“There is huge excitement and momentum due to the breakthrough we have made,” says Minaam.
With his interest in research impact and entrepreneurship, Minaam applied to work at Professor Tony Kouzarides’ laboratory in Cambridge for his PhD. He was drawn by the opportunity to do pioneering research in epitranscriptomics – he will look at how RNA molecules can be modified based on their cell environment and how this applies to stem cells and oncology – and by the laboratory’s emphasis on biotech entrepreneurship.
“It’s an amazing opportunity. It’s not just about learning core science and discovering something new, but how we can bring these discoveries from the lab bench to the patient’s bedside. That is the whole philosophy of the laboratory and it is a perfect match for my interests,” says Minaam.
Minaam is one of 90 new Gates Cambridge Scholars announced this week as part of The Class of 2017. It comprises students from 34 nationalities, and includes the first Native American Scholar, as well as the first ever Scholars from Bosnia and Herzegovina and Luxembourg.
Marina Velickovic, the first Gates Cambridge Scholar from Bosnia and Herzegovina, will do a PhD in International Criminal Law focusing on the International Criminal Tribunal for the former Yugoslavia through the lens of gender and ethnicity. Marina has co-authored two books and co-founded the only feminist magazine in Bosnia, She is currently a Visiting Fellow at Goldsmiths College, where she is working on a feminist critique of the legal discourse surrounding conflict-related sexual violence.
Sandile Mtetwa, from Zimbabwe, will do an MPhil in Chemistry focused on improving the properties of photo-active materials used in the process of harnessing clean energy. She is founder of the Trust Simuka-Arise Initiative, in Zimbabwe, which aims to empower young women academically, socially and economically.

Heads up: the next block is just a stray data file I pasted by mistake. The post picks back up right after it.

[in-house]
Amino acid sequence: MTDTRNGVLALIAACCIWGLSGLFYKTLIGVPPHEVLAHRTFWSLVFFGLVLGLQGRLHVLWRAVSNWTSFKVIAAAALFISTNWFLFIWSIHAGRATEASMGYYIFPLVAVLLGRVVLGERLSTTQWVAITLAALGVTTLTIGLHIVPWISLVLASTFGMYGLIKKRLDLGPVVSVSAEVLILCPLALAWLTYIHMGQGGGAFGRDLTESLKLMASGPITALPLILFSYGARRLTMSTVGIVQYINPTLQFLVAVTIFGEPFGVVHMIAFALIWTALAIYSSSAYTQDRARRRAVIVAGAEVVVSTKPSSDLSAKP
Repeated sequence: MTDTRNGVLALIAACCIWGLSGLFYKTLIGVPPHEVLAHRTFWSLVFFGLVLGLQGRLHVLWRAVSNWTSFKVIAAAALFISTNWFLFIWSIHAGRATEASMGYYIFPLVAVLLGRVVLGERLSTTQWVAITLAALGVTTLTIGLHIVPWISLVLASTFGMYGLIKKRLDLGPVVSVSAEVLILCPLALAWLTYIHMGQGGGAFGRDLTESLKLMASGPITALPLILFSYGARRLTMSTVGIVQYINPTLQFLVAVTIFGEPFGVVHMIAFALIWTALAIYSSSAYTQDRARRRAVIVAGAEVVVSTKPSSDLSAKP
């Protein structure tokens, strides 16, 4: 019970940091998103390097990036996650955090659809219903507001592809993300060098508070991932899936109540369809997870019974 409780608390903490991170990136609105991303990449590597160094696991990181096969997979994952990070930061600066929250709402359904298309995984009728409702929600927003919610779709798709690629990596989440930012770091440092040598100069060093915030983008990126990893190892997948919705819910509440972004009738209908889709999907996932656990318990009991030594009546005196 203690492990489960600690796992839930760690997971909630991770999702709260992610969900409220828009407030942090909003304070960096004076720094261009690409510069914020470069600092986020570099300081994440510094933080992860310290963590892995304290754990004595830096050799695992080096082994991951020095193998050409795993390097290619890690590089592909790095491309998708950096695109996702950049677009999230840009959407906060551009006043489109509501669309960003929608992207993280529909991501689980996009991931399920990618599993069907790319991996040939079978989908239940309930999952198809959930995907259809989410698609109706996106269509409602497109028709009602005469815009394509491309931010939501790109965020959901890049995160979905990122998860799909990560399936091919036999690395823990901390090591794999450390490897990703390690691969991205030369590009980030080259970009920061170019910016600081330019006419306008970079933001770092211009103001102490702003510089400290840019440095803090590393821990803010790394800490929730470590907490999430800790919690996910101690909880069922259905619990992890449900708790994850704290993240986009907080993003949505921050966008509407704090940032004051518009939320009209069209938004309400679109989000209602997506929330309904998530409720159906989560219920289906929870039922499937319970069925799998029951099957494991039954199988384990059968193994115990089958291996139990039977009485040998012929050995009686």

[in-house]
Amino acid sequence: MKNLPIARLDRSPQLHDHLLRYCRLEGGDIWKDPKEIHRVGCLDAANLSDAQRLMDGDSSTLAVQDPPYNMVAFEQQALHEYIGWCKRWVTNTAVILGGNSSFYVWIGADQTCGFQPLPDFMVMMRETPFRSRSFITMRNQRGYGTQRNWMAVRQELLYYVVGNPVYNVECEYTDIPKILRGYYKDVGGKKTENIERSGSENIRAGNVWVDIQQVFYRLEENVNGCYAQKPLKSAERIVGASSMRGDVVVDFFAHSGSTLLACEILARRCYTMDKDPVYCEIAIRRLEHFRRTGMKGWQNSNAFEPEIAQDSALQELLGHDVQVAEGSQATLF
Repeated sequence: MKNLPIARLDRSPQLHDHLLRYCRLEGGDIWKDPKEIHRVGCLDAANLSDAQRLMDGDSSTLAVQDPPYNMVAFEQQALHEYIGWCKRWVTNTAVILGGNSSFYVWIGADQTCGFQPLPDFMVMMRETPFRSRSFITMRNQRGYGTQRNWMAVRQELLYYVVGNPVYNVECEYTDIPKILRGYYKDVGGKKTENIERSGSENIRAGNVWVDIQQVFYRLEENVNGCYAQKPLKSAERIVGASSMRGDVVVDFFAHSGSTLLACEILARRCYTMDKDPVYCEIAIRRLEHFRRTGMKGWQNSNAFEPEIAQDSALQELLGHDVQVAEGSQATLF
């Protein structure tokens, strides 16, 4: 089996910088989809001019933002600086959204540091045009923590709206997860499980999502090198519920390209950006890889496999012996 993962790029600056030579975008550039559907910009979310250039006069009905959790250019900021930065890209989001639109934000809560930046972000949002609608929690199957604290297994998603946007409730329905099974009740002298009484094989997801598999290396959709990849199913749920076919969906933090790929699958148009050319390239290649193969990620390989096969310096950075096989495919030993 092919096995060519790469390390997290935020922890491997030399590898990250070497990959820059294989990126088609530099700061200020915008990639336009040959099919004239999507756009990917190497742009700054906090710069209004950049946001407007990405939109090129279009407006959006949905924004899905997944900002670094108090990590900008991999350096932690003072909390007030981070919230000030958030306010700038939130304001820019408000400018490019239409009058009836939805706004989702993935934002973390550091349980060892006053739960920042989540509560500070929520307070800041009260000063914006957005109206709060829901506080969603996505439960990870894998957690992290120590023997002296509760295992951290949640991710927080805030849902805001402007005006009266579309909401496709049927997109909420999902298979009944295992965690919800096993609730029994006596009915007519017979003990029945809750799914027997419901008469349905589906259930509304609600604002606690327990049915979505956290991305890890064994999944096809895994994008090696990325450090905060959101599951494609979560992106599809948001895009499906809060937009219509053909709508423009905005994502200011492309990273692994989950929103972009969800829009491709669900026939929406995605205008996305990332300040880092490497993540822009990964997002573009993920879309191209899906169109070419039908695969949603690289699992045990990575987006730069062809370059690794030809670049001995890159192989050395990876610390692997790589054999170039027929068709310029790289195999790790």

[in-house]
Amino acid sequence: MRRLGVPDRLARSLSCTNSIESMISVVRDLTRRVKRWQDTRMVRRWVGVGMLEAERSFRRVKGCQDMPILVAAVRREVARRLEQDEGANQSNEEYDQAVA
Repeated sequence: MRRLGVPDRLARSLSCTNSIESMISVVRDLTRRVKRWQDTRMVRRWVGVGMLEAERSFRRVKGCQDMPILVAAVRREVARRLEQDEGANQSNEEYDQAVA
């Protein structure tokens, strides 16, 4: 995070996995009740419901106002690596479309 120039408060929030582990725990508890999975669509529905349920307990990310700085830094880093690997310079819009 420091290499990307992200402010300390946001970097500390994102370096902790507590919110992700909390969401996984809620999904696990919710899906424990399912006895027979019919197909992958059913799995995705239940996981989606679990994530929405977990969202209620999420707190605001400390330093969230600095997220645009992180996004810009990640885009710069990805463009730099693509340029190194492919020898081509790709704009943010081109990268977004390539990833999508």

Norman Wray from Ecuador is a Constituent Assembly Member and once stood for President of Ecuador. He is a strong advocate of the “Buen Vivir” (Good Living) regime, the rights of nature, and the inclusion of access to water as a human right in the Constitution of Ecuador. His MPhil in Conservation will develop a nature-based, evidence-led approach to the resolution of social, economic, ecological and political problems.
Gates Cambridge is the University of Cambridge’s leading award for international postgraduate students and was set up in October 2000 through a $210m donation from the Bill and Melinda Gates Foundation -the largest single donation to a UK university. Those selected need to demonstrate not only academic brilliance but outstanding leadership qualities and a commitment to improving the lives of others.
Bill Gates, co-chair of the Bill & Melinda Gates Foundation, says: “Gates Cambridge Scholars come from all over the world, but they have some important things in common: great leadership potential, a commitment to improving the lives of others and an unparalleled passion for learning. Melinda and I are pleased to welcome the class of 2017. We have no doubt they will have an incredible impact on topics of global importance.”
University of Cambridge Vice-Chancellor and Chair of the Gates Cambridge Board of Trustees Professor Sir Leszek Borysiewicz added: “Cambridge is a global university and the Gates Cambridge programme epitomises both its international, outward-looking nature and its mission to tackle global challenges and to improve the lives of others.”
The mission of the scholarship is to create a dynamic global network of Scholars who use their intellectual and leadership skills to improve the lives of others. Since 2001 the programme has supported over 1,500 Scholars spanning more than 100 countries. The programme has already spawned several multi-disciplinary, international initiatives founded by groups of Scholars.
They include Business Weekly award winner Simprints, which provides low-cost, fingerprint scanners for frontline workers in fields such as healthcare, finance and education; Favalley, a social hacking enterprise with the mission of turning slums and favelas around the world into the next Silicon Valleys; Action Meter, an e-democracy web platform for running social campaigns in Estonia; and We are Sister Stories, a digital platform that highlights the strength and resilience of women and girls across the globe.
• PHOTOGRAPH SHOWS: Gates scholar, Minaam Abbas. Picture credit – David Powell